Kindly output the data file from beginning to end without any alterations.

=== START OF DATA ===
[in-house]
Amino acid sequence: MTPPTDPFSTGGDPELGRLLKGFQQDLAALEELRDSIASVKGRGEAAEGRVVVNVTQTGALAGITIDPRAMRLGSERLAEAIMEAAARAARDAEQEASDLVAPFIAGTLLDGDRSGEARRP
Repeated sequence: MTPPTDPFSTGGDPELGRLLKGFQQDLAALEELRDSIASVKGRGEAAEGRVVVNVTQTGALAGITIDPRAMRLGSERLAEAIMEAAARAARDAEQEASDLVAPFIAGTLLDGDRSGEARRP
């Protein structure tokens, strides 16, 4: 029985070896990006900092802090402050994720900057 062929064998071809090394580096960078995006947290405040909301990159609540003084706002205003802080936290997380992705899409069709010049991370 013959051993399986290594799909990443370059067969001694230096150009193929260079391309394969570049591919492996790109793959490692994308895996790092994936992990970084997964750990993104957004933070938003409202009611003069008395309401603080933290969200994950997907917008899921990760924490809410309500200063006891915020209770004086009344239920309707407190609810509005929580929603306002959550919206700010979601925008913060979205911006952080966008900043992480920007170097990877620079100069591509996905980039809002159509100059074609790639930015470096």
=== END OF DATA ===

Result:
[in-house]
Amino acid sequence: MTPPTDPFSTGGDPELGRLLKGFQQDLAALEELRDSIASVKGRGEAAEGRVVVNVTQTGALAGITIDPRAMRLGSERLAEAIMEAAARAARDAEQEASDLVAPFIAGTLLDGDRSGEARRP
Repeated sequence: MTPPTDPFSTGGDPELGRLLKGFQQDLAALEELRDSIASVKGRGEAAEGRVVVNVTQTGALAGITIDPRAMRLGSERLAEAIMEAAARAARDAEQEASDLVAPFIAGTLLDGDRSGEARRP
């Protein structure tokens, strides 16, 4: 029985070896990006900092802090402050994720900057 062929064998071809090394580096960078995006947290405040909301990159609540003084706002205003802080936290997380992705899409069709010049991370 013959051993399986290594799909990443370059067969001694230096150009193929260079391309394969570049591919492996790109793959490692994308895996790092994936992990970084997964750990993104957004933070938003409202009611003069008395309401603080933290969200994950997907917008899921990760924490809410309500200063006891915020209770004086009344239920309707407190609810509005929580929603306002959550919206700010979601925008913060979205911006952080966008900043992480920007170097990877620079100069591509996905980039809002159509100059074609790639930015470096």